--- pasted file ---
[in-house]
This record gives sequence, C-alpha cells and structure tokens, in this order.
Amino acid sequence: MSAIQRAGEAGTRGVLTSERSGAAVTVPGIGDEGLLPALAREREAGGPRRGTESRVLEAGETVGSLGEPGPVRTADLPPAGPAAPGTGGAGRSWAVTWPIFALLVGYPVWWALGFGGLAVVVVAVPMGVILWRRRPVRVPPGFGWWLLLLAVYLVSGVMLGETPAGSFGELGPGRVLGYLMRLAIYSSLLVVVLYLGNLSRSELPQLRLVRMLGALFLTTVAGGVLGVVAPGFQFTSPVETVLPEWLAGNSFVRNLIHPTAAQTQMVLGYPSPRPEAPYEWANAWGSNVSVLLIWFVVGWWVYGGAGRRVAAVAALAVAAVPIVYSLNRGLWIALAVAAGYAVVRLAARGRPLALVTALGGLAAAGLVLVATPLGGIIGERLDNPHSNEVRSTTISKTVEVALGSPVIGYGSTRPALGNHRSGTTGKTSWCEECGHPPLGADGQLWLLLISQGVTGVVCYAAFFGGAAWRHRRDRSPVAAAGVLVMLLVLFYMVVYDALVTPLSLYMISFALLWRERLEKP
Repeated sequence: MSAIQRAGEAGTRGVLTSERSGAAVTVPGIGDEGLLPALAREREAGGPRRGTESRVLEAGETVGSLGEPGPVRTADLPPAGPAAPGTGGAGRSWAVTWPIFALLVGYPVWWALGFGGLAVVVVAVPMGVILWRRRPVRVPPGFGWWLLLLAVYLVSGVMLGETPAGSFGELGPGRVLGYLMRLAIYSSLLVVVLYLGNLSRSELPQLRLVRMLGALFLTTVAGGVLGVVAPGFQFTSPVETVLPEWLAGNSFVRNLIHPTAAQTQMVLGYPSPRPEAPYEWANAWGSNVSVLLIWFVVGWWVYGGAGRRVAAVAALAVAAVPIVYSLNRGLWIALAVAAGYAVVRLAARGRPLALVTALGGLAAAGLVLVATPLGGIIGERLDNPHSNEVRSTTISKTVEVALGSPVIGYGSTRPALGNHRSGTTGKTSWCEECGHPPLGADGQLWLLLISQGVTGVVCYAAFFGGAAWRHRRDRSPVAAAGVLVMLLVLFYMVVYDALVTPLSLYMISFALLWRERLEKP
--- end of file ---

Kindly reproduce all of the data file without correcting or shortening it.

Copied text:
[in-house]
This record gives sequence, C-alpha cells and structure tokens, in this order.
Amino acid sequence: MSAIQRAGEAGTRGVLTSERSGAAVTVPGIGDEGLLPALAREREAGGPRRGTESRVLEAGETVGSLGEPGPVRTADLPPAGPAAPGTGGAGRSWAVTWPIFALLVGYPVWWALGFGGLAVVVVAVPMGVILWRRRPVRVPPGFGWWLLLLAVYLVSGVMLGETPAGSFGELGPGRVLGYLMRLAIYSSLLVVVLYLGNLSRSELPQLRLVRMLGALFLTTVAGGVLGVVAPGFQFTSPVETVLPEWLAGNSFVRNLIHPTAAQTQMVLGYPSPRPEAPYEWANAWGSNVSVLLIWFVVGWWVYGGAGRRVAAVAALAVAAVPIVYSLNRGLWIALAVAAGYAVVRLAARGRPLALVTALGGLAAAGLVLVATPLGGIIGERLDNPHSNEVRSTTISKTVEVALGSPVIGYGSTRPALGNHRSGTTGKTSWCEECGHPPLGADGQLWLLLISQGVTGVVCYAAFFGGAAWRHRRDRSPVAAAGVLVMLLVLFYMVVYDALVTPLSLYMISFALLWRERLEKP
Repeated sequence: MSAIQRAGEAGTRGVLTSERSGAAVTVPGIGDEGLLPALAREREAGGPRRGTESRVLEAGETVGSLGEPGPVRTADLPPAGPAAPGTGGAGRSWAVTWPIFALLVGYPVWWALGFGGLAVVVVAVPMGVILWRRRPVRVPPGFGWWLLLLAVYLVSGVMLGETPAGSFGELGPGRVLGYLMRLAIYSSLLVVVLYLGNLSRSELPQLRLVRMLGALFLTTVAGGVLGVVAPGFQFTSPVETVLPEWLAGNSFVRNLIHPTAAQTQMVLGYPSPRPEAPYEWANAWGSNVSVLLIWFVVGWWVYGGAGRRVAAVAALAVAAVPIVYSLNRGLWIALAVAAGYAVVRLAARGRPLALVTALGGLAAAGLVLVATPLGGIIGERLDNPHSNEVRSTTISKTVEVALGSPVIGYGSTRPALGNHRSGTTGKTSWCEECGHPPLGADGQLWLLLISQGVTGVVCYAAFFGGAAWRHRRDRSPVAAAGVLVMLLVLFYMVVYDALVTPLSLYMISFALLWRERLEKP